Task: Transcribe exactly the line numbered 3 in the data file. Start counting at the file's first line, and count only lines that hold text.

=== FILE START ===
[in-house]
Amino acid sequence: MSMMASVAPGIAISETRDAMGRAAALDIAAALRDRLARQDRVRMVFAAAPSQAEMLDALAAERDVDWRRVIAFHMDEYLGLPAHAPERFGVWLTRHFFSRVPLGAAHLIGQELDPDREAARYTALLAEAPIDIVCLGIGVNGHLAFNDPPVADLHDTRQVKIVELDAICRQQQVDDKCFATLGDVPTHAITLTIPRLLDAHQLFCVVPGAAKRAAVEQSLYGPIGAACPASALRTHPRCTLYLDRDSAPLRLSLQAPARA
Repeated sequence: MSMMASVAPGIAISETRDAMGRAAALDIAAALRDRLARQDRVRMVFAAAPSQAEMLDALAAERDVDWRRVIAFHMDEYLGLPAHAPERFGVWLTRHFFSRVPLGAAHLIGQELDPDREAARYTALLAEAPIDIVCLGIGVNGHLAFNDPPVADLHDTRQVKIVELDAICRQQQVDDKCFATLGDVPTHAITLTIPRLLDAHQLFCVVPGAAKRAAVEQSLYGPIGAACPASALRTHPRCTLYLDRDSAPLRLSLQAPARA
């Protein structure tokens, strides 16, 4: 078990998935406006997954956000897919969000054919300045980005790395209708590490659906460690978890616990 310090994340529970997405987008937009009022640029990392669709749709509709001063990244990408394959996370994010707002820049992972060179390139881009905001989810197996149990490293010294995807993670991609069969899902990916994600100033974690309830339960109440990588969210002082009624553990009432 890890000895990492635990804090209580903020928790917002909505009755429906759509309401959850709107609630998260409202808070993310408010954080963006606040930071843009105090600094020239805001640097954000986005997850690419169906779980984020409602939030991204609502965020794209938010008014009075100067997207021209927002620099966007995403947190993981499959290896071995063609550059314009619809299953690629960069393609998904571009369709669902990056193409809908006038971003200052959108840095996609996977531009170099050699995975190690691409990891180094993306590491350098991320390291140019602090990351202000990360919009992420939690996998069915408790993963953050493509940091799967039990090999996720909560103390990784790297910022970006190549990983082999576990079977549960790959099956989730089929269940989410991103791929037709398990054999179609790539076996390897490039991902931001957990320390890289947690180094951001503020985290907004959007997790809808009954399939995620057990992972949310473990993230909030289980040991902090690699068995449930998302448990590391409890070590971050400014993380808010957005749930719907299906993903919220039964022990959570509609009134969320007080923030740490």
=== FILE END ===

Repeated sequence: MSMMASVAPGIAISETRDAMGRAAALDIAAALRDRLARQDRVRMVFAAAPSQAEMLDALAAERDVDWRRVIAFHMDEYLGLPAHAPERFGVWLTRHFFSRVPLGAAHLIGQELDPDREAARYTALLAEAPIDIVCLGIGVNGHLAFNDPPVADLHDTRQVKIVELDAICRQQQVDDKCFATLGDVPTHAITLTIPRLLDAHQLFCVVPGAAKRAAVEQSLYGPIGAACPASALRTHPRCTLYLDRDSAPLRLSLQAPARA